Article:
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Friday, August 17, 2007
Whispers of More Referee Gambling


Duff Wilson reports in The New York Times

The federal investigation into National Basketball Association gambling is generating information about other referees that could lead to disciplinary action short of criminal charges, authorities and lawyers involved with the case said yesterday.

Although the F.B.I. investigation continues, three people briefed on the case who spoke on the condition of anonymity say it is focused on professional gamblers and has not uncovered any accusations of criminal wrongdoing by other referees or N.B.A. insiders.

The N.B.A. could discipline referees for violating the league's policy on gambling, which would not rise to the level of criminal activity, the sources said.

I'm sure this whole thing is super-annoying if you're a reasonably honest referee. Ever put $100 on a game of horseshoes? Ever join an NCAA March Madness pool? Even sit in on the local poker night? These are some alpha-type, sports-oriented referees with expendable cash. And although it's right that the league is cracking down, thanks to Tim Donaghy everyone has to sweat every little thing.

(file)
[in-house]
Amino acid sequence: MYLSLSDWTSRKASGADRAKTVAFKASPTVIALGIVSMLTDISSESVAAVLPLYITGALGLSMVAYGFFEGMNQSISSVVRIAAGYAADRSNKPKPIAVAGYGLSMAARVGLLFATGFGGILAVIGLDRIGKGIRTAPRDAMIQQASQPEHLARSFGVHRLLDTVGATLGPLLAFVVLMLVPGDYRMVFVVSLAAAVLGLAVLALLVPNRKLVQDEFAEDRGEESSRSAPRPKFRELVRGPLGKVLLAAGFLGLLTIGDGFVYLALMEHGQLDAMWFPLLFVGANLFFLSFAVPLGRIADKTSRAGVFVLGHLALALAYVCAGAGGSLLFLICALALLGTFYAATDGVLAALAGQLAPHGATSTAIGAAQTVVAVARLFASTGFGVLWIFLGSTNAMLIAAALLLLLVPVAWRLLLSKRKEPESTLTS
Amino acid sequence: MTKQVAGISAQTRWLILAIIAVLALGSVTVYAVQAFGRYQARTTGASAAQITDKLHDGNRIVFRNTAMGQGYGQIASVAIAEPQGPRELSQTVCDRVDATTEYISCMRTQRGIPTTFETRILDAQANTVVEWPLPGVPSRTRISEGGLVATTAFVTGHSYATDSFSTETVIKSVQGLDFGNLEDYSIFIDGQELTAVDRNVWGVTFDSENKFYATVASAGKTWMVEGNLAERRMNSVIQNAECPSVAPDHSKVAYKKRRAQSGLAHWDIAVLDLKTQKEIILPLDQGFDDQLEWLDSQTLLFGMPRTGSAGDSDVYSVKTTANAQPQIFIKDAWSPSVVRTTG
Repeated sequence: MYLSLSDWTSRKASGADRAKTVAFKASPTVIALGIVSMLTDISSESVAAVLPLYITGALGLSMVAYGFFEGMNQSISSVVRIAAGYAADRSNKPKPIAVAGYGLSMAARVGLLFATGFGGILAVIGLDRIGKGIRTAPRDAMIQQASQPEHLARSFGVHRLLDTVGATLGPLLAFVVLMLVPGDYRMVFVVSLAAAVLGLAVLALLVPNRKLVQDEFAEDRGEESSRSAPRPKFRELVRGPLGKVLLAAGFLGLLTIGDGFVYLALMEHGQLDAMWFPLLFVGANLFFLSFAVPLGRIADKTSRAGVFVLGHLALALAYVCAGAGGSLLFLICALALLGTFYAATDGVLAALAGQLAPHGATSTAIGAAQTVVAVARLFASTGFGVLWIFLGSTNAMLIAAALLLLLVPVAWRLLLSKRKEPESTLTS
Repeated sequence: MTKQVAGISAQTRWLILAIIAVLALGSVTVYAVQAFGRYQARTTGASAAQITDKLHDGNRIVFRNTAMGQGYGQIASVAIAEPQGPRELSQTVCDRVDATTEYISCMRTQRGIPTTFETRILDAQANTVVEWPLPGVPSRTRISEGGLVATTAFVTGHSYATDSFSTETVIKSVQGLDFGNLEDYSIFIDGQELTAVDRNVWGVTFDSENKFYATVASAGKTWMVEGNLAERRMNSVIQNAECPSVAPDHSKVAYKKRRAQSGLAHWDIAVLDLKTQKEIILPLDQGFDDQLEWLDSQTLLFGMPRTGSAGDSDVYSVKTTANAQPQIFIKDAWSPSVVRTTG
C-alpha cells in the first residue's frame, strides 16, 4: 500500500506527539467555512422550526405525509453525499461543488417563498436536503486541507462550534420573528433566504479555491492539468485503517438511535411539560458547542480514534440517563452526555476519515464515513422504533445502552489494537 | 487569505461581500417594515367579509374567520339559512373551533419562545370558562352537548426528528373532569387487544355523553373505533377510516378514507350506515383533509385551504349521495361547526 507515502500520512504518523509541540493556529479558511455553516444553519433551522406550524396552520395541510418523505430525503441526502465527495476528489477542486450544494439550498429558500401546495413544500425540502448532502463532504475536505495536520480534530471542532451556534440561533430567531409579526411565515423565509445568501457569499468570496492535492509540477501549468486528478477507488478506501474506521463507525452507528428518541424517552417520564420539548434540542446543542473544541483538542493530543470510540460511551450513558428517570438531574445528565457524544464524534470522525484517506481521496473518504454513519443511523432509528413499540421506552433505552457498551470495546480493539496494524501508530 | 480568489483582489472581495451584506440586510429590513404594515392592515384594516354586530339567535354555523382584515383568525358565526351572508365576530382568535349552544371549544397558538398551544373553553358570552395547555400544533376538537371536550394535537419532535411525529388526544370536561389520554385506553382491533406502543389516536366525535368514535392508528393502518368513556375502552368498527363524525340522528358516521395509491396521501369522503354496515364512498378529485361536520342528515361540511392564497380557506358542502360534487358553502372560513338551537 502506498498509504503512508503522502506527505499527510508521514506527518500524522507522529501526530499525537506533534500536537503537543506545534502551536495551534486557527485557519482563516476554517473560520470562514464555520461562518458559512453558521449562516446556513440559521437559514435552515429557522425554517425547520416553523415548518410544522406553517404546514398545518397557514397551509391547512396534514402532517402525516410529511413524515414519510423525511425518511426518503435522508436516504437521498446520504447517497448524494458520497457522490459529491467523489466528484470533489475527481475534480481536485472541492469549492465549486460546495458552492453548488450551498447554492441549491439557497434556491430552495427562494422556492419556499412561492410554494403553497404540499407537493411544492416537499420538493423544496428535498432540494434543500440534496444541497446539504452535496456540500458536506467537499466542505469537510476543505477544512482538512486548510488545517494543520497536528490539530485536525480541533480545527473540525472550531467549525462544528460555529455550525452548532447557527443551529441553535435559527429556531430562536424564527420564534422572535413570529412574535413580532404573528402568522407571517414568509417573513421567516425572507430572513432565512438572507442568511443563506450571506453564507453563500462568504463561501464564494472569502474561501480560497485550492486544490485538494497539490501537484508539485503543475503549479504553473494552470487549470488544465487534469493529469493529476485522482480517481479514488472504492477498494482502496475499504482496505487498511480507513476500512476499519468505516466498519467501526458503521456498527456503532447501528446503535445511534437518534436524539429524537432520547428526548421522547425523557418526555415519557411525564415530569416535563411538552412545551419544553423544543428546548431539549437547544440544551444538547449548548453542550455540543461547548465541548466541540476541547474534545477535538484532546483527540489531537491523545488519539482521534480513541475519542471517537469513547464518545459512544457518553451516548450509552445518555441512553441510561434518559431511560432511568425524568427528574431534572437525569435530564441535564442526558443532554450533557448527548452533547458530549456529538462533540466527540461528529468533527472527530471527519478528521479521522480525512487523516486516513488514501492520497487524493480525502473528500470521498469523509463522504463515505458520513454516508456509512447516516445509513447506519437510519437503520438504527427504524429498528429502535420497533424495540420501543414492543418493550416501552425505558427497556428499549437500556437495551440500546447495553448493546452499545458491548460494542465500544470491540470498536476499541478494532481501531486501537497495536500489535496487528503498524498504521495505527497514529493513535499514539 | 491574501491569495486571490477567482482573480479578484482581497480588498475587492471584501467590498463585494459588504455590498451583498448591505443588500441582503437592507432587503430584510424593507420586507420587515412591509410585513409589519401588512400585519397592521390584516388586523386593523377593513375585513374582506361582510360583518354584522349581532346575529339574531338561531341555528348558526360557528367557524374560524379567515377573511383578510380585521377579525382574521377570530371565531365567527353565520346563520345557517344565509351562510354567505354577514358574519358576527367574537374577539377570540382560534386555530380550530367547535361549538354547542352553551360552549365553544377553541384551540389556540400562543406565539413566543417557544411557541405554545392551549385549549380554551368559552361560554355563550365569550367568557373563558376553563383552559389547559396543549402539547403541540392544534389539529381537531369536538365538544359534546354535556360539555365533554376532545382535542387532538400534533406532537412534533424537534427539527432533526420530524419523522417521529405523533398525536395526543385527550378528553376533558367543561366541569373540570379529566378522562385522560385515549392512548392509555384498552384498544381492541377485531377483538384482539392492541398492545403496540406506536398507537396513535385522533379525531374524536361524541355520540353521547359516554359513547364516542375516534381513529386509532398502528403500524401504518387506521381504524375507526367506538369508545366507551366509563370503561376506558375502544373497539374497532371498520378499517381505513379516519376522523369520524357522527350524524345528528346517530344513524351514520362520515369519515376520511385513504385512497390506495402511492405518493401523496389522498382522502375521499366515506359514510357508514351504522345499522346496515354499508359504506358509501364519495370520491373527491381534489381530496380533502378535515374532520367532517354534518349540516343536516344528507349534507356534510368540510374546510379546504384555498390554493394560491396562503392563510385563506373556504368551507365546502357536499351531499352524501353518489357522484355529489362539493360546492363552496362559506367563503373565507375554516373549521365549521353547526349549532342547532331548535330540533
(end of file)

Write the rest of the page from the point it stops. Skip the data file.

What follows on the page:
That's only the beginning. There will be the taunts. There will be the suspicion. And now, more than ever, your jokiest friend will probably never stop responding to just about everything you say by asking "Wanna Bet? Ha, ha, ha -- get it? Wanna bet?"

On another note, it has been widely reported that Tim Donaghy is cooperating with prosecutors. But, you know, in the prosecution of whom?

It's now clearer than ever that at least one such target is the only guy involved with a decent nickname, James Battista. He's the one they call "Baba" or "Sheep" in court documents. (It occurs to me, though, that the sound "baba" as relates to a sheep is normally written "baa baa.")

Wilson reports:

Jack McMahon, a defense lawyer for James Battista, a professional gambler who is suspected of obtaining tips from Donaghy, said it appeared that Donaghy had not implicated any other referees in criminal conduct but that authorities were still looking at other gamblers.

"Who knows where that could lead?" McMahon said.

McMahon said his client was not cooperating with the government, would plead not guilty when indicted -- expected within the next 30 days -- and would ask for a trial. If Donaghy were to testify against Battista, McMahon said, he would argue that Donaghy was the worst offender in the group while Battista was the least involved. "It's like the shooter testifying against the getaway driver," McMahon said.

For what it's worth, McMahon is also quoted as saying that he does not think Donaghy affected the outcome of games. (McMahon could, in theory, have an agenda in saying that: if there's any suggestion Donaghy affected games in cahoots with McMahon's client Battista, that would be bad for both Donaghy and Battista.)